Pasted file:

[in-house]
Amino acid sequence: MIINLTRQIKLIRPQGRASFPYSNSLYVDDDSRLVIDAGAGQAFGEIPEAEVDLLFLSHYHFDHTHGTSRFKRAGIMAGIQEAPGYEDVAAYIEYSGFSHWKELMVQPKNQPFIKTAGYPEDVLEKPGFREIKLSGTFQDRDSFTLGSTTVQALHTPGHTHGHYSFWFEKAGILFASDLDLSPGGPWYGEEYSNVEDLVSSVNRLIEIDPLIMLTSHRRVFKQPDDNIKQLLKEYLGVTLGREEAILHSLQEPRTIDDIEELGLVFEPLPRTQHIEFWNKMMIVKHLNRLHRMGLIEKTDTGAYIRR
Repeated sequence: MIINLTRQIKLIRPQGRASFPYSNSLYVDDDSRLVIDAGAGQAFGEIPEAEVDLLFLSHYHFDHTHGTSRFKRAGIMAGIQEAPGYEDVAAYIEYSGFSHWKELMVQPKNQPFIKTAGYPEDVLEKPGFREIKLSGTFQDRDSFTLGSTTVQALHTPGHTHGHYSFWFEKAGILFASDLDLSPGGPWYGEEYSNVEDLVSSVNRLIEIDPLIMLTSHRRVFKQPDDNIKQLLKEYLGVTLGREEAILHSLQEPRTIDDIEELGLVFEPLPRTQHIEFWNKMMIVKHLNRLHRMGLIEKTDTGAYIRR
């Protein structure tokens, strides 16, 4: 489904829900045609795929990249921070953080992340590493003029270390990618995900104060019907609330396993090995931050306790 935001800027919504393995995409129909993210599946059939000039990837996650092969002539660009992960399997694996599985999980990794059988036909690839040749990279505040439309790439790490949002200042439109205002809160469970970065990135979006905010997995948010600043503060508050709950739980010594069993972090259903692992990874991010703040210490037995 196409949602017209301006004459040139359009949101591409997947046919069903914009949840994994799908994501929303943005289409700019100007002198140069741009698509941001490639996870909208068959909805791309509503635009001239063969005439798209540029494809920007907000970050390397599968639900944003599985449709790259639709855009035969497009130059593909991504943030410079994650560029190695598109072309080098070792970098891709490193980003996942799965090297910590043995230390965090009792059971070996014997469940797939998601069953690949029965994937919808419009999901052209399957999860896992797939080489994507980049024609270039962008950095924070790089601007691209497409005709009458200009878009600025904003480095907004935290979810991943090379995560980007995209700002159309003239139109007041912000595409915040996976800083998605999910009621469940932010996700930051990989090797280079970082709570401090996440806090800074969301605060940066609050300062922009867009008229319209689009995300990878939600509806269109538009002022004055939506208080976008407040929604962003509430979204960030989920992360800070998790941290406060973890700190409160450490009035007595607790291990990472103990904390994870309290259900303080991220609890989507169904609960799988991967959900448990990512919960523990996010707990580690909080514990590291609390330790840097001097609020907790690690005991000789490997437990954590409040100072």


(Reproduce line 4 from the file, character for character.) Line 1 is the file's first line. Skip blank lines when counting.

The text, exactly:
């Protein structure tokens, strides 16, 4: 489904829900045609795929990249921070953080992340590493003029270390990618995900104060019907609330396993090995931050306790 935001800027919504393995995409129909993210599946059939000039990837996650092969002539660009992960399997694996599985999980990794059988036909690839040749990279505040439309790439790490949002200042439109205002809160469970970065990135979006905010997995948010600043503060508050709950739980010594069993972090259903692992990874991010703040210490037995 196409949602017209301006004459040139359009949101591409997947046919069903914009949840994994799908994501929303943005289409700019100007002198140069741009698509941001490639996870909208068959909805791309509503635009001239063969005439798209540029494809920007907000970050390397599968639900944003599985449709790259639709855009035969497009130059593909991504943030410079994650560029190695598109072309080098070792970098891709490193980003996942799965090297910590043995230390965090009792059971070996014997469940797939998601069953690949029965994937919808419009999901052209399957999860896992797939080489994507980049024609270039962008950095924070790089601007691209497409005709009458200009878009600025904003480095907004935290979810991943090379995560980007995209700002159309003239139109007041912000595409915040996976800083998605999910009621469940932010996700930051990989090797280079970082709570401090996440806090800074969301605060940066609050300062922009867009008229319209689009995300990878939600509806269109538009002022004055939506208080976008407040929604962003509430979204960030989920992360800070998790941290406060973890700190409160450490009035007595607790291990990472103990904390994870309290259900303080991220609890989507169904609960799988991967959900448990990512919960523990996010707990580690909080514990590291609390330790840097001097609020907790690690005991000789490997437990954590409040100072």